While recent news and social media focus on active shooting in schools, which accounts for 8% of all school related deaths, Crabtree, Rohrbaugh & Associates (CRA Architects) encourages a holistic approach that embeds safety and security throughout a school while at the same time maintaining the approach that a school is a school and needs to be a warm, inviting environment that encourages and facilitates modern collaborative education.
In 2018, after the horrific incident at Stoneman Douglas High School, CRA Architects was invited to meet with and provide recommendations to the Pennsylvania Auditor General as a precursor to the Development of Pennsylvania’s Act 44 Legislation for School Safety and Security. As a firm with 25 years of educational experience, CRA Architects has continually advised school administrators and school systems throughout the Mid-Atlantic & New England Region on school safety through a building by building evaluation and regularly speaking at conferences and working with educational associations on protocol measures. CRA Architects has been embedding safety and security into our schools utilizing multiple approaches for safety including Crime Prevention through Environmental Design.
Our team includes professionals certified in Crime Prevention through Environmental Design (CPTED), based on a series of principles for the built environment to discourage crime through the perceived likelihood of early detection and apprehension, known to be the largest single deterrent to crime. Principles include Natural Surveillance, Access Control, Lighting, Maintenance, Appropriate Landscaping and Territorial Reinforcement.
Staged Access Control including the ability to lockdown entire classroom wing
Access Control in schools today should be a stage progression starting from entry to a school campus and creating a framework to engage individuals long before they would interact with a student. These include glass (or glazing) to view individuals approaching a school from a distance, site lighting for identification, secure points of entry, cost effective utilization of safety glazing at strategic points, zoning learning communities for building lock down and proper use of classroom hardware to protect students as a final measure.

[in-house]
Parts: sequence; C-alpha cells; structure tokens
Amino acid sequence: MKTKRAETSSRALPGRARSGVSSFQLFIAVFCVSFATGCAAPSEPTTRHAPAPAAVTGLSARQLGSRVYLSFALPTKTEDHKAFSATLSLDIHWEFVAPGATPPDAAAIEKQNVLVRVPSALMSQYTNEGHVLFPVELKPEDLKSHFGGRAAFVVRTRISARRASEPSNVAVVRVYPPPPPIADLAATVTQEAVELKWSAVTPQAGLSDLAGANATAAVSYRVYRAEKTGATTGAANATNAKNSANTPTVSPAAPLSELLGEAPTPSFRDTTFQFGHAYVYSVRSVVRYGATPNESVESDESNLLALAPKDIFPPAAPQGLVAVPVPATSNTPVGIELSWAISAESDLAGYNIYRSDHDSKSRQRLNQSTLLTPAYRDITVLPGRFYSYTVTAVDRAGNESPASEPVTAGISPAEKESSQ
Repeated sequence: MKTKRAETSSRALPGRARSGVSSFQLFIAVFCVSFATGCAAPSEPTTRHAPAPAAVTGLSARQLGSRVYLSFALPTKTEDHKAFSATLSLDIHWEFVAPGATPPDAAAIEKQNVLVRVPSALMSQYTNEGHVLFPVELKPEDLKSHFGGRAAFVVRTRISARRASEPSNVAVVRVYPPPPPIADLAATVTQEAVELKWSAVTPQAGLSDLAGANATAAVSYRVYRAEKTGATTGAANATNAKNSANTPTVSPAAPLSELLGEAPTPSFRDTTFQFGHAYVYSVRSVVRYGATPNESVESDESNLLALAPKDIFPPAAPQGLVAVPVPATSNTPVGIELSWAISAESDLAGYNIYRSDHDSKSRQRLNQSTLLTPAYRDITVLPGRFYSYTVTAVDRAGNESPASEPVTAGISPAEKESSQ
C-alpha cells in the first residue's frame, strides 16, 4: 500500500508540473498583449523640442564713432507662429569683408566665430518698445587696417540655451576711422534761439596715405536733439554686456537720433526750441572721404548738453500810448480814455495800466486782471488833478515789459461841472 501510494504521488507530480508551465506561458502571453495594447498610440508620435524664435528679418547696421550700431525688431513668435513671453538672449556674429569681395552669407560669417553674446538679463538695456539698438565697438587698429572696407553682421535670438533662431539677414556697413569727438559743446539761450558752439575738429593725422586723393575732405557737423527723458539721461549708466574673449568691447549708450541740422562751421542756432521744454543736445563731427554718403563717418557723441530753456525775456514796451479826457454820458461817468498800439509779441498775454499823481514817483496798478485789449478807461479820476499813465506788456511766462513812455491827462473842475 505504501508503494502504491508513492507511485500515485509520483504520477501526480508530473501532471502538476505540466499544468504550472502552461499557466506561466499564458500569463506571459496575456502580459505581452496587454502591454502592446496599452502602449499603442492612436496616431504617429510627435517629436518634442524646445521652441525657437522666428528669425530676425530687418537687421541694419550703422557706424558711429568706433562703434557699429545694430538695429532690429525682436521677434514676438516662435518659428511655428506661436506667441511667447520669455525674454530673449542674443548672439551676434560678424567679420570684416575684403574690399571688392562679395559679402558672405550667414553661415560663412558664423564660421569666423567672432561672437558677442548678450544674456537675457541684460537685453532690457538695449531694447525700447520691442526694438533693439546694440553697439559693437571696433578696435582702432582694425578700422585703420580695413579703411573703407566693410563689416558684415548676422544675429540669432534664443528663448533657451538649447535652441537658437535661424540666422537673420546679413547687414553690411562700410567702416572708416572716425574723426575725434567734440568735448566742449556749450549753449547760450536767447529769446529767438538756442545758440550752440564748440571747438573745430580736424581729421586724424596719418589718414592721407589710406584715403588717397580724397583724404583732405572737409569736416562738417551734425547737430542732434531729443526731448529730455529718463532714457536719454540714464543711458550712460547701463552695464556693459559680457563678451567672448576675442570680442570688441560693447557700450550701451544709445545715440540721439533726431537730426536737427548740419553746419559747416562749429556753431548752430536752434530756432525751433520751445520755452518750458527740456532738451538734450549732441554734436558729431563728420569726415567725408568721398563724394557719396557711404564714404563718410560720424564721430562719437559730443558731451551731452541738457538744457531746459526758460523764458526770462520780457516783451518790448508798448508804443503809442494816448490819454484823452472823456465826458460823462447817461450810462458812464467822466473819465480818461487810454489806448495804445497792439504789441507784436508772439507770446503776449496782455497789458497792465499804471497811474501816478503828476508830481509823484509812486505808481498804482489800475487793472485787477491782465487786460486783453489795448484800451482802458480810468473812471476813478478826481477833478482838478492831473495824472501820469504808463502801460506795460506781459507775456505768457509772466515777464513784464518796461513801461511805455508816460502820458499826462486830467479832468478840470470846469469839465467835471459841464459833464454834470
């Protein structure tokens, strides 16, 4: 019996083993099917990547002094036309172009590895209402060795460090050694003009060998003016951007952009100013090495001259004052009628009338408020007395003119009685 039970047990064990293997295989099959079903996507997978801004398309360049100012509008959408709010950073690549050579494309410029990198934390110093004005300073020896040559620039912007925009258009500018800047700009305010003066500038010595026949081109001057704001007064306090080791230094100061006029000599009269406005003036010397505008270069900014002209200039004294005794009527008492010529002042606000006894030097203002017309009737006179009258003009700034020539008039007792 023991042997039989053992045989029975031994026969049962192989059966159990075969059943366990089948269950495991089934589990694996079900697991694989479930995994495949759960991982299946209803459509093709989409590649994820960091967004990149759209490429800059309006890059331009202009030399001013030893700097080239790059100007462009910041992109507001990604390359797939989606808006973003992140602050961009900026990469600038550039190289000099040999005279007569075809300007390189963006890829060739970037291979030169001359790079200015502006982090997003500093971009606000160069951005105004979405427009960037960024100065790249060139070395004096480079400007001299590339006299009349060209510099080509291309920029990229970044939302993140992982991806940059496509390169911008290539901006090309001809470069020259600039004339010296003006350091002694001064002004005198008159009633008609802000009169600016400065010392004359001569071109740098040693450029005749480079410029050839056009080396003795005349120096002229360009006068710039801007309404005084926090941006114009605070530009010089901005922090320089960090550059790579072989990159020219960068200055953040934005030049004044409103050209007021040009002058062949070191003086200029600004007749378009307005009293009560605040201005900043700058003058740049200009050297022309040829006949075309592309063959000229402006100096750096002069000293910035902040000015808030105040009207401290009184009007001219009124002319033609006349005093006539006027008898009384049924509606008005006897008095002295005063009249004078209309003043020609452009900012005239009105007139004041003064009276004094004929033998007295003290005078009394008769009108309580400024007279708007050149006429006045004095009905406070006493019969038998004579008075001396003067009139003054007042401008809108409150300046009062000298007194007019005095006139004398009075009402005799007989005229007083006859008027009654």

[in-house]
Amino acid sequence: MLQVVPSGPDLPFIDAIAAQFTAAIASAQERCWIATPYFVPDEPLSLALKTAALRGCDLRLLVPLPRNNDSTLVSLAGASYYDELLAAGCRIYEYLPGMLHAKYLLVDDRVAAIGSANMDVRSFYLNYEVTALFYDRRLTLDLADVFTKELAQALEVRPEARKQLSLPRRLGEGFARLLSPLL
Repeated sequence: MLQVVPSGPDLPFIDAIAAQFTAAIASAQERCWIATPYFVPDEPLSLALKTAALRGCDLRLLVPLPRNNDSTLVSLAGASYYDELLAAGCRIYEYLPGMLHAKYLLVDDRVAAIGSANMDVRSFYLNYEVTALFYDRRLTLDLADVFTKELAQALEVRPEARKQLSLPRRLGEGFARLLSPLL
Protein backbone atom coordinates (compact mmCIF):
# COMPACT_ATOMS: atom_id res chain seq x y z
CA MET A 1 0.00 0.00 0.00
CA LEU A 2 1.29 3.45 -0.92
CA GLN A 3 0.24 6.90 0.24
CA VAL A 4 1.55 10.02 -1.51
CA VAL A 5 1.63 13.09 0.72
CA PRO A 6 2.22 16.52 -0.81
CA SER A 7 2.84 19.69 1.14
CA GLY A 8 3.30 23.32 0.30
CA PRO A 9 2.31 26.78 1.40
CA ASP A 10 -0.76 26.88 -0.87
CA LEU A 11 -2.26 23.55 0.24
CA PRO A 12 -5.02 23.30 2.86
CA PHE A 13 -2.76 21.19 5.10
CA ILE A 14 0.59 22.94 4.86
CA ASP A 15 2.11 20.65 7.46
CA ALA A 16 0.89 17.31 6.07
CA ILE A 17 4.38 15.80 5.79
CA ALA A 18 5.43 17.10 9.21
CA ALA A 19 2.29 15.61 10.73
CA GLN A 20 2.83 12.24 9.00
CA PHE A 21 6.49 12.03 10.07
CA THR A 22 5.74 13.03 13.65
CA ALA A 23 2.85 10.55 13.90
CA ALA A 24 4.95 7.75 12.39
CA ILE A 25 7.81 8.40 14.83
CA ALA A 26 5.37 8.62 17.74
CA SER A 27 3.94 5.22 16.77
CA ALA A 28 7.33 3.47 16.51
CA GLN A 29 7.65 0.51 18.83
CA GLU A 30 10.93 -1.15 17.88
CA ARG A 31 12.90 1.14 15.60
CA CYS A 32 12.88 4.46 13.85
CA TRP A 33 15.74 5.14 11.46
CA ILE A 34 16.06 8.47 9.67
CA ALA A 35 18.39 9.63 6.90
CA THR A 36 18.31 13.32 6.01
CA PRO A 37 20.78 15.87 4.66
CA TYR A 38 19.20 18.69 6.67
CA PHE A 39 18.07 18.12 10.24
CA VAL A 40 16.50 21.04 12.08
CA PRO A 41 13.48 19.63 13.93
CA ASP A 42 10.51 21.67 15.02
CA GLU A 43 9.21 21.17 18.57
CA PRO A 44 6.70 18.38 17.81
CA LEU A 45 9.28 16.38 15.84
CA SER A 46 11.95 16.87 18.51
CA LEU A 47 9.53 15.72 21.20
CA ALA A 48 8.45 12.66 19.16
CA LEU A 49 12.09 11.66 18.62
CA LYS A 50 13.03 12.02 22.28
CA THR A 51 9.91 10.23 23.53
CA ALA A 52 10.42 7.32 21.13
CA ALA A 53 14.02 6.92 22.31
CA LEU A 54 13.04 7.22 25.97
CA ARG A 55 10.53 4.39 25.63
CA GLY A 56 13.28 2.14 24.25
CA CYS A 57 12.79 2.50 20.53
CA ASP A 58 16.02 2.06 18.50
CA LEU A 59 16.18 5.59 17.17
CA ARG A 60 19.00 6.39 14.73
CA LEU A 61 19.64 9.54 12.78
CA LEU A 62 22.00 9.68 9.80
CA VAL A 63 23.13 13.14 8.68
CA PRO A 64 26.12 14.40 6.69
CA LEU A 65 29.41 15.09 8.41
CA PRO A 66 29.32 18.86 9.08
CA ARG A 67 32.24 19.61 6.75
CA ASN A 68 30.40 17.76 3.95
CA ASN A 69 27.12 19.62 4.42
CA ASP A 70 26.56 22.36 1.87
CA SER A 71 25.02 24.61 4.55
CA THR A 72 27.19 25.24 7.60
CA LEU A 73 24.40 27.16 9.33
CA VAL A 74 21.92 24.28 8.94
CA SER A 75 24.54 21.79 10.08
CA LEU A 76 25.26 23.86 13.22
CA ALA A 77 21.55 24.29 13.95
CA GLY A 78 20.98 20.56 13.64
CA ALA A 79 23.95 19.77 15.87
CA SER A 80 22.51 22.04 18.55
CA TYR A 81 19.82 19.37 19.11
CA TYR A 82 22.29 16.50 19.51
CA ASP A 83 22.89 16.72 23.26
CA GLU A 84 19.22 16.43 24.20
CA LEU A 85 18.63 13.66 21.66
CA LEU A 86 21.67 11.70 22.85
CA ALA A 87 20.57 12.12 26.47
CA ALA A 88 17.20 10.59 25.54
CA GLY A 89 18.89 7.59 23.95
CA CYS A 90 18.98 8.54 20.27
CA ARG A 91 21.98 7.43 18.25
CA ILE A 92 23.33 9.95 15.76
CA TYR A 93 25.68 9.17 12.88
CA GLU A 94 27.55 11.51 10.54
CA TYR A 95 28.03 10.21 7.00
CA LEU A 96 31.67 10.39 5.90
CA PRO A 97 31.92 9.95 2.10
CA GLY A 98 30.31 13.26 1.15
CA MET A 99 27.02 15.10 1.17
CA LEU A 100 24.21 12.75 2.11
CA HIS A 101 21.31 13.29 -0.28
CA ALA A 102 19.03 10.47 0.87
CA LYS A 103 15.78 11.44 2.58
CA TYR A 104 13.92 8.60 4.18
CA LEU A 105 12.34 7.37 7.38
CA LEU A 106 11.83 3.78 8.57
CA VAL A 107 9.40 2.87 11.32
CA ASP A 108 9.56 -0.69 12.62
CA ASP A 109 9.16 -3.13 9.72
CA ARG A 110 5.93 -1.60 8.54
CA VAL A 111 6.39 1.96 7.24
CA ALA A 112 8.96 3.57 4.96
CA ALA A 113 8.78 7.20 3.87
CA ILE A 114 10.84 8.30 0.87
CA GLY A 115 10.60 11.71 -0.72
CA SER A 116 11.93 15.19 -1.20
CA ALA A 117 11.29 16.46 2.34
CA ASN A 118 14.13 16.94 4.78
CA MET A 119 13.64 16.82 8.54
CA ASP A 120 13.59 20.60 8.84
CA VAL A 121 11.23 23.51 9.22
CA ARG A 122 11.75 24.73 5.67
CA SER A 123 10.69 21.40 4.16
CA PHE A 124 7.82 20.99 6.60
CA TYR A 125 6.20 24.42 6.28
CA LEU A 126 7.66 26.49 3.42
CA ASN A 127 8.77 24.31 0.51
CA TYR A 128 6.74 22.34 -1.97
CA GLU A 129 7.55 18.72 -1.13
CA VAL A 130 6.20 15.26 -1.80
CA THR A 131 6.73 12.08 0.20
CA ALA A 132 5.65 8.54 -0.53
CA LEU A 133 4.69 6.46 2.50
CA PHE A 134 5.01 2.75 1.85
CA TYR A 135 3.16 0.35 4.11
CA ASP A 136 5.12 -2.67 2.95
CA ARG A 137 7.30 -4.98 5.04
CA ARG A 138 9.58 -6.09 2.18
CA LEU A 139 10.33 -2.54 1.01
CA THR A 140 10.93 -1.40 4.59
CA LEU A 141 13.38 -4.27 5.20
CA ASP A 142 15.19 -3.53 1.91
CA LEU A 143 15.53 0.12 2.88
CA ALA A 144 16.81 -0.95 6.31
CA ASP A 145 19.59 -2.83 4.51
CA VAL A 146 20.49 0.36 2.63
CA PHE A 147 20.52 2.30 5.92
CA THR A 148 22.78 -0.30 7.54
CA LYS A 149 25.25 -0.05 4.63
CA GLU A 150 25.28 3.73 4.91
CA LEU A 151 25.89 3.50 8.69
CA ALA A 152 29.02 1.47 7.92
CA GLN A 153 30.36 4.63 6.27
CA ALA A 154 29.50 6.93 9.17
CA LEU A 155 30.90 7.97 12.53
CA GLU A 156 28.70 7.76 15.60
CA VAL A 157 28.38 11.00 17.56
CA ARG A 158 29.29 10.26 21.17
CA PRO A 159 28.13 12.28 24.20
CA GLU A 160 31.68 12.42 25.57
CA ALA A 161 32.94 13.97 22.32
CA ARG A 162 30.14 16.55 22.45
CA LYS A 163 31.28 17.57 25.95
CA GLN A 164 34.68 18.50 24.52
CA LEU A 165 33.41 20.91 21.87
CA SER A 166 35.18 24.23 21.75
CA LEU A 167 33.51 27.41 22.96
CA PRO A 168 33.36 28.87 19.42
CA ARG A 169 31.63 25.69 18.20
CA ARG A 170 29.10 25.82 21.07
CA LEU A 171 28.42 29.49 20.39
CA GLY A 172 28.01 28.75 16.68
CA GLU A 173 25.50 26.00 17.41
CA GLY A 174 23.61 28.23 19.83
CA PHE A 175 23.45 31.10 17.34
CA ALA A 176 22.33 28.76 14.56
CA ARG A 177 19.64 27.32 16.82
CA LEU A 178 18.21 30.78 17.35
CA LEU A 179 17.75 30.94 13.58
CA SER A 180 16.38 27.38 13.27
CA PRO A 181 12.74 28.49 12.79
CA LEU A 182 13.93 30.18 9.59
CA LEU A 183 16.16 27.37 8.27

While safety and security can be embedded into design and construction, it is training and protocol with teachers, students and safety officers, that maintains safety during the day to day operation of a school. Do staff train and talk about what to do in case of an event? Can staff identify bullying or harassment? Are security measures being circumvented?
Iron Forge Elementary School: main lobby includes clear lines of surveillance, ability to lockdown classroom wings and laminated glass for increased visibility
The number one safety concern in schools today is bullying. “Feeling safe at school translates into higher academic achievement, increased student well-being and greater engagement.” Educating the Whole Child, ACSD 2012. Today 71% of students report being bullied at one time during their schooling, affecting 3.2 million students per year and accounting for 160,000 students skipping school yearly.
The majority of bullying occurs in corridors, not in classrooms, where teachers are not able to monitor students. In contrast to limiting more glass in school design, modern safety and security techniques of “Natural Surveillance” encourage the inclusion of glass to increase visibility whether at the main entrance of a school or between classrooms and hallways. Creating open learning communities within our schools fosters modern approaches to collaborative education, allowing multiple forms of teaching to occur simultaneously, such as teacher focused discussion, student centered groups, one on one instruction or quiet individual reflection.
CRA Architects Jeff Straub, AIA, ALEP (Far Right) and Seth Wentz, AIA, NCARB (Far Left) along with administrators after a Safety and Security meeting.
These design principles are not unique to new construction, transforming and modernizing 20th Century school facilities into secure, collaborative spaces while preserving a building rich in school and community history is a unique opportunity. Schools which are thoughtfully designed with input from school staff, students, public safety officers and community members has a positive affect on school safety and create warm, inviting centers for students to learn, thrive and grow. Other approaches include integrating protocol, such as Shelter in Place, ALICE training and other commonly used programs.